Lila G. ES’23
Sophomore, Choate Rosemary Hall (CT)
Capstone Topic: The Disappearing Language of Aragonese
Lila G.’s capstone project about the future of the Aragonian language has allowed her to indulge her profound interest in the culture of the surrounding region and particularly the oral traditions that are being lost. Her love for learning languages — and her curiosity for the different languages spoken in Spain — brought her to investigate why this language is different from the others and why it is disappearing.
What was your motivation for selecting this topic?
Investigating the ways in which Aragonese could be spoken more in Zaragoza became a perfect chance to blend my passion for language and the unique part of studying abroad that makes foreign language immersion impossible in the United States. For most of my life, I have been fascinated by languages. When I have free time, I dedicate it to learning new ones or strengthening my Spanish outside of class. I chose to come to Spain to not only learn about the culture and jump into a new experience, but with a seal placed around Spanish study, I knew my world of new languages would open greatly. Despite this affinity, upon arrival to Spain I had no idea that there were so many languages unique to every autonomous community.
I had taken up learning Catalan in September, thinking that if I stumbled upon Catalonia I could indulge in the opportunity to speak it, but I did not know that Aragon had its own language, too. In fact, it took two and a half months in Zaragoza for me to discover Aragonese; I knew instantly I needed to dedicate my final project to it. I saw a chance to dive into a disappearing language, maybe learn a few phrases along the way, and understand the culture that comes with it.
How did you approach research for your capstone?
Knowing little to nothing about Aragonese, I decided to research the basic facts and history of the language before connecting with any experts. Unfortunately, finding information on a dying language with only about 12,000 speakers is difficult, not to mention the most accurate sources are written in Aragonese, which I can only understand to an extent. I was able to locate a book related to my question, El futuro del aragonés: un análisis prospectivo y social, and set up interviews with its two authors, Antonio Eito Mateo and Chaime Marcuello Servós. I also emailed three associations dedicated to the protection and restoration of Aragonese.
What have you learned from going through this process?
It had never occurred to me in January that I would be able to speak face to face with successful writers in March, when upon arrival I could barely participate in class. My capstone doesn’t exactly make any large impacts on society, but I have come to learn how simple even the most daunting of tasks might be. Finding an expert requires no more than dedication to one’s research and with that, the possibilities are endless. If I had more time, I very well could have reached individuals even higher up in the Aragonese world; all I needed to do was put aside my false preconceived notion.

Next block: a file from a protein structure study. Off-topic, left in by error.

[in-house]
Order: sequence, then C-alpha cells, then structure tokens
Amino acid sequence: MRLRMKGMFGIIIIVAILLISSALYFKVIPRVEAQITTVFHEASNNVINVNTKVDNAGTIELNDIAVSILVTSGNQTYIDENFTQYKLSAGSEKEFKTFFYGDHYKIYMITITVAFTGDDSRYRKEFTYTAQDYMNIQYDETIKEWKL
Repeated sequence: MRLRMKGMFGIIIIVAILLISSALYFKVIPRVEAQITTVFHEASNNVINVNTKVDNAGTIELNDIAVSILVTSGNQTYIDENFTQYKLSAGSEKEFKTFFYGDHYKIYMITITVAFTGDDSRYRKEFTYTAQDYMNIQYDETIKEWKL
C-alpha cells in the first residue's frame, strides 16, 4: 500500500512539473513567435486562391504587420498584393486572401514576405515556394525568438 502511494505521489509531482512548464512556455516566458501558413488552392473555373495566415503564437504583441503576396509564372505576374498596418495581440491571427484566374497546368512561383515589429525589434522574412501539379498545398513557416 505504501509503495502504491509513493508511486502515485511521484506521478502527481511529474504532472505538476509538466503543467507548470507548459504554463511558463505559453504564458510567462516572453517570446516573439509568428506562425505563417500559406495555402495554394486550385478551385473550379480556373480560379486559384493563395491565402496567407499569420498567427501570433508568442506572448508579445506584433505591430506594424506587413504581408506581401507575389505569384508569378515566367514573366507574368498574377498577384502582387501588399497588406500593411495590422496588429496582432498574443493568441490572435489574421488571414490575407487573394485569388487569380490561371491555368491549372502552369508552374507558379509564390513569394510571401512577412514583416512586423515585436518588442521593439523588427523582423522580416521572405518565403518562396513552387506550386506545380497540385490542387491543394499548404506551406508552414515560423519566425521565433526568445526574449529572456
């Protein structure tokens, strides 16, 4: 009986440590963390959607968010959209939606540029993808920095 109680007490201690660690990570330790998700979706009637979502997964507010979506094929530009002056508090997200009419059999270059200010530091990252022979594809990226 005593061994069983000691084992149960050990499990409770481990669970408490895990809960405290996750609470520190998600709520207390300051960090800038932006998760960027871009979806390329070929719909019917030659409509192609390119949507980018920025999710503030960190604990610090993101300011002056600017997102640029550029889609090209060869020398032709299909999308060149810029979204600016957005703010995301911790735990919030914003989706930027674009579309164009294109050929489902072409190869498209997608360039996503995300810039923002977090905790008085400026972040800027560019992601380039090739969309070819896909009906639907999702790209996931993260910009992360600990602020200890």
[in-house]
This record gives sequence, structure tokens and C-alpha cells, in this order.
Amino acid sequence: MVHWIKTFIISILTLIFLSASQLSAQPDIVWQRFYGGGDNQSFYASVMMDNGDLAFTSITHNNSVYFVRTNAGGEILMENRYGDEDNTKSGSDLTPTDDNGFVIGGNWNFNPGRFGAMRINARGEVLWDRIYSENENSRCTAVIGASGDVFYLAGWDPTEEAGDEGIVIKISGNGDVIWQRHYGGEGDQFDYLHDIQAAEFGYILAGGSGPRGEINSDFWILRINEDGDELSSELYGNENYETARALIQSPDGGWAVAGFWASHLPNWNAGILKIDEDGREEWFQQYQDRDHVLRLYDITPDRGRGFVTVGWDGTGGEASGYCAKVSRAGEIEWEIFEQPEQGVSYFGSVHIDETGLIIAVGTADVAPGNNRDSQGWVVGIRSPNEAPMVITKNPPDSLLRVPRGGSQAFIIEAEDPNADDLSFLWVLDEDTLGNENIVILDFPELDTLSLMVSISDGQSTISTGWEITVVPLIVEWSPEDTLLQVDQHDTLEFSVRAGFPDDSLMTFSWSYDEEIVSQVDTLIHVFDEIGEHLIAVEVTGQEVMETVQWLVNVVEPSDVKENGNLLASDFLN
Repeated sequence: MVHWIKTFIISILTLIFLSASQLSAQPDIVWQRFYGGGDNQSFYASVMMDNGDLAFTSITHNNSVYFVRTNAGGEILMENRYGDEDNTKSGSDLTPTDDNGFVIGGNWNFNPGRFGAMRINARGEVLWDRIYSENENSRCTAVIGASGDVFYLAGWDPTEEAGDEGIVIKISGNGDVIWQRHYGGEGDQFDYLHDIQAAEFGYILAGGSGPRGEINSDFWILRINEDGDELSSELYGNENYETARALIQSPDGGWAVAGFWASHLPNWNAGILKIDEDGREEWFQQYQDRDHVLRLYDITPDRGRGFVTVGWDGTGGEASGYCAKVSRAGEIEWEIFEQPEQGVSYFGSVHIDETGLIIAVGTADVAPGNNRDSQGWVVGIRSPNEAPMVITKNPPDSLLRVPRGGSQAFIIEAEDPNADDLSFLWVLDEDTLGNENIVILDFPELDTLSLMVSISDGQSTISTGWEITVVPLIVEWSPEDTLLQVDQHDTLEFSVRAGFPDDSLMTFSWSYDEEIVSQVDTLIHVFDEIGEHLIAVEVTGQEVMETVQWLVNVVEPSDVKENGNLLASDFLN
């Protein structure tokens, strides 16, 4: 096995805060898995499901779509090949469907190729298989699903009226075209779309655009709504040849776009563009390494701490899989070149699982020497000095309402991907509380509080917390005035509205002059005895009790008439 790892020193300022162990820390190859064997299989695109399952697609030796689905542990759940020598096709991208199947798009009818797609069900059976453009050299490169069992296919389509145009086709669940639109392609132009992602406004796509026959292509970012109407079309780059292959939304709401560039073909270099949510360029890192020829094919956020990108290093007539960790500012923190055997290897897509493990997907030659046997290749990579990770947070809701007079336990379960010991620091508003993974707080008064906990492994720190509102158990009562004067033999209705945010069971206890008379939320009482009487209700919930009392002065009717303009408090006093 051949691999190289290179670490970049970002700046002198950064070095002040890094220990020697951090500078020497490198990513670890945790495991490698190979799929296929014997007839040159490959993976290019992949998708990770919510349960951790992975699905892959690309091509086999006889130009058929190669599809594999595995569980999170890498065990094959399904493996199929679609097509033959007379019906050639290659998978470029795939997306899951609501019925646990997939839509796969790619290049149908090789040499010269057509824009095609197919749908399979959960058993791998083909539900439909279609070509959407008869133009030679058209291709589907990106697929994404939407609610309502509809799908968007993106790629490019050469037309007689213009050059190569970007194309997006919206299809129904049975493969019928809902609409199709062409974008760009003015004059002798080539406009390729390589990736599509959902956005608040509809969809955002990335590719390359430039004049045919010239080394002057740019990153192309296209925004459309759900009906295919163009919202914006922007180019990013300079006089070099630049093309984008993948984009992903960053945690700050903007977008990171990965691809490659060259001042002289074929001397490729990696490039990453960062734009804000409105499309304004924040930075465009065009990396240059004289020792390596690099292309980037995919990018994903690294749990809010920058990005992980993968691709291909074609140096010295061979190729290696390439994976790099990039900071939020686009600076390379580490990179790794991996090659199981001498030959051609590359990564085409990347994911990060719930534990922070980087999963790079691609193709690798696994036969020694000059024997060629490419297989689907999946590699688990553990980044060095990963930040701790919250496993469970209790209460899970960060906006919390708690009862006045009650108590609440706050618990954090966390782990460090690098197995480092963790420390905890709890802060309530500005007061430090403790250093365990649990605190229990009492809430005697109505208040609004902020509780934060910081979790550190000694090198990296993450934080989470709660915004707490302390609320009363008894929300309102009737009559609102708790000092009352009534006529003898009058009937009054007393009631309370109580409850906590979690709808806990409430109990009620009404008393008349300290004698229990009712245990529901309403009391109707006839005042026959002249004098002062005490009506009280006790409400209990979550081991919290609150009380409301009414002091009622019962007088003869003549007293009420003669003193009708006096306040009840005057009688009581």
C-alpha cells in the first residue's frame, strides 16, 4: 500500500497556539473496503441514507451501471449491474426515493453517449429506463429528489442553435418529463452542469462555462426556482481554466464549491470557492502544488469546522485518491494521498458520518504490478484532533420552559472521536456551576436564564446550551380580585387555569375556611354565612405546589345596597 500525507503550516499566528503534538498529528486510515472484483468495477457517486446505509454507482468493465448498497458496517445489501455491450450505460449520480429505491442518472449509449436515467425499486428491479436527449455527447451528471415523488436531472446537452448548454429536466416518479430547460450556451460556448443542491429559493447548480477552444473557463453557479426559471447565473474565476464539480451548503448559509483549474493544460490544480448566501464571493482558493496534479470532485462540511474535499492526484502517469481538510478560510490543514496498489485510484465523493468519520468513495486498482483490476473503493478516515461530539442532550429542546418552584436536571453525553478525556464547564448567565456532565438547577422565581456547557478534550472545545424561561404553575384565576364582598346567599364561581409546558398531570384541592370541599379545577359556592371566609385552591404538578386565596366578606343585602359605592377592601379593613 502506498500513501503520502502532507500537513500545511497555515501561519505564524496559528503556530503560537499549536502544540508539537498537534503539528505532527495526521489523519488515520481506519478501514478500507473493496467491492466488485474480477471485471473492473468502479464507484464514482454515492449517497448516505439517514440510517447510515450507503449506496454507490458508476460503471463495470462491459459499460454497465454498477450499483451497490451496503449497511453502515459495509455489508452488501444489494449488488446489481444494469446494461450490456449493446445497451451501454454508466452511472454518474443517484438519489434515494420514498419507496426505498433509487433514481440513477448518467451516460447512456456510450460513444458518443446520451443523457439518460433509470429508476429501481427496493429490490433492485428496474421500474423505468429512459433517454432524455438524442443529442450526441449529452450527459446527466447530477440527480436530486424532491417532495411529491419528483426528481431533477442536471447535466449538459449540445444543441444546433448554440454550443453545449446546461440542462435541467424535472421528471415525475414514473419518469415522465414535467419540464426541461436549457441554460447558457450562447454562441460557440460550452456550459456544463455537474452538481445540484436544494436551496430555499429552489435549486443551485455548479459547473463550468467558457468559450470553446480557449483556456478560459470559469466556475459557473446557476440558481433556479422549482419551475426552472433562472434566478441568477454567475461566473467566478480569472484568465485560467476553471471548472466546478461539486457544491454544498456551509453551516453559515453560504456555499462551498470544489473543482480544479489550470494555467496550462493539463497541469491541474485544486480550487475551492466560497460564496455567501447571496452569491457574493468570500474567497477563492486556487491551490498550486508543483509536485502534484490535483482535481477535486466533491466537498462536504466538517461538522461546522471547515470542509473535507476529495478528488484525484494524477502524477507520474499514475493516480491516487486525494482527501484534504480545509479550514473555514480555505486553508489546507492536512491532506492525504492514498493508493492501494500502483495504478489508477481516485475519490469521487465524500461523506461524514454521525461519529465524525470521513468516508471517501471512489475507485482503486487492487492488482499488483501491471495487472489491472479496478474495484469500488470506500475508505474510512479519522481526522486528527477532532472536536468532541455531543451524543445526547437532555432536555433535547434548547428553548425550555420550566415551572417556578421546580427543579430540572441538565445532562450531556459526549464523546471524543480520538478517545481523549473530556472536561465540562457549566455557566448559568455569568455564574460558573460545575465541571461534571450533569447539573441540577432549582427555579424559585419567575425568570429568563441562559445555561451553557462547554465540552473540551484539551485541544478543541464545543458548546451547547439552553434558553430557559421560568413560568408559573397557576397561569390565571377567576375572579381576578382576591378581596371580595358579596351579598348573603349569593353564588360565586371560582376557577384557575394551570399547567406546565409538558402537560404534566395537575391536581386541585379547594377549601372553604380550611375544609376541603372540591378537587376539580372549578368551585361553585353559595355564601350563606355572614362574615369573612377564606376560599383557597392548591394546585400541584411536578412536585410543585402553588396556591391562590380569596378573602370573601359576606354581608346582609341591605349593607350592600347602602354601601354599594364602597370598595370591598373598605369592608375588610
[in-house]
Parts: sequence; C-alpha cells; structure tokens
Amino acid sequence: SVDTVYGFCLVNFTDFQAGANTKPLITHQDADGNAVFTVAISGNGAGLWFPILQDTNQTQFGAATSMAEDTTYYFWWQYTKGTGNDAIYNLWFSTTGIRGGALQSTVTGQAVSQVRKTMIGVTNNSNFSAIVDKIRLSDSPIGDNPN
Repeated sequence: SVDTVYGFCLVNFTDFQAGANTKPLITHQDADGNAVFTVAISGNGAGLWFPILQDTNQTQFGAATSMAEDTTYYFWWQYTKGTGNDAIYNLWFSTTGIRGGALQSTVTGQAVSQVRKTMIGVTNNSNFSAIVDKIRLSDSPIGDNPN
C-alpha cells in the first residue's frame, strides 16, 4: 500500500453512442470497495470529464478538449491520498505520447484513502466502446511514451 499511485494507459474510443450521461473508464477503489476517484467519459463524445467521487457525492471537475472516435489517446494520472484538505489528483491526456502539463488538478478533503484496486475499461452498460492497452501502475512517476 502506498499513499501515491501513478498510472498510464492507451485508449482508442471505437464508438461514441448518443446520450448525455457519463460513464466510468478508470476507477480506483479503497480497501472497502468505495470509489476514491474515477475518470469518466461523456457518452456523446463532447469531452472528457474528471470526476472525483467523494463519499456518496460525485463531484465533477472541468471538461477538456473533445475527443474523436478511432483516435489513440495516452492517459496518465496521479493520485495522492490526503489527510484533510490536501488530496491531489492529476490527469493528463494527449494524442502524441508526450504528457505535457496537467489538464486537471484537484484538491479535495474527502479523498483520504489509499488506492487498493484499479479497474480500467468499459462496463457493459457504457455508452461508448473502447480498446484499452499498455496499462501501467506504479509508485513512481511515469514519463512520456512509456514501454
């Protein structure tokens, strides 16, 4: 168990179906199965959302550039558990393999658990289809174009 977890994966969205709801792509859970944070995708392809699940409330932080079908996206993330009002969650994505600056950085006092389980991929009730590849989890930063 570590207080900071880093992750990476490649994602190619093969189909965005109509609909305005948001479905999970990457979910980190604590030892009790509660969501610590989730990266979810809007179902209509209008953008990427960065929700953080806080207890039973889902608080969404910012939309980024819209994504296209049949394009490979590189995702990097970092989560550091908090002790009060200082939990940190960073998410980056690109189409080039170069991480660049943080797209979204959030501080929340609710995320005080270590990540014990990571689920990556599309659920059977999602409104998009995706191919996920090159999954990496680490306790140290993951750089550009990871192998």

Regarding Aragonese itself, unfortunately, one project as small as mine will not make a huge impact on the growth of the language. The issues it faces are rooted within the Spanish political and educational systems that discriminate against minority dialects. It also has shrunk substantially because of the disappearance of rural Spain where the majority of Aragonese speakers live. It was difficult to hear during my interviews how this dissolution has affected speakers, and the limited impact I would be able to make on its growth. All three of the experts I connected with mentioned that although the future depends on societal change, it also depends on confidence within the speaker population. Outsiders like me can instigate that confidence by showing interest in Aragonese.
How do you see your capstone experience impacting your life beyond high school?
At the end of my interview with a man named Antonio, he paused for a moment and thanked me for the interview. This struck me as odd, so I asked him why. He said with emotion that having someone from the United States who worried and cared about the future of Aragonese, his language, come to Spain meant so much to him and the community. To me, writing emails to important individuals for a school project as a sophomore had always felt like bothering busy individuals; I hadn’t seen the symbiotic relationship of the interview where one would appreciate a student’s interest in their struggles as much as the student would appreciate their help. I don’t believe I will ever forget what he said to me.
People like me may not be able to change the educational, political or social systems of a foreign country, but we can make those struggling feel heard. So many other languages, as well as minority groups that often correlate to dialects, struggle in the same manner as Aragonese, and though it is impossible to help everyone at once, we can start by sharing the story of one group.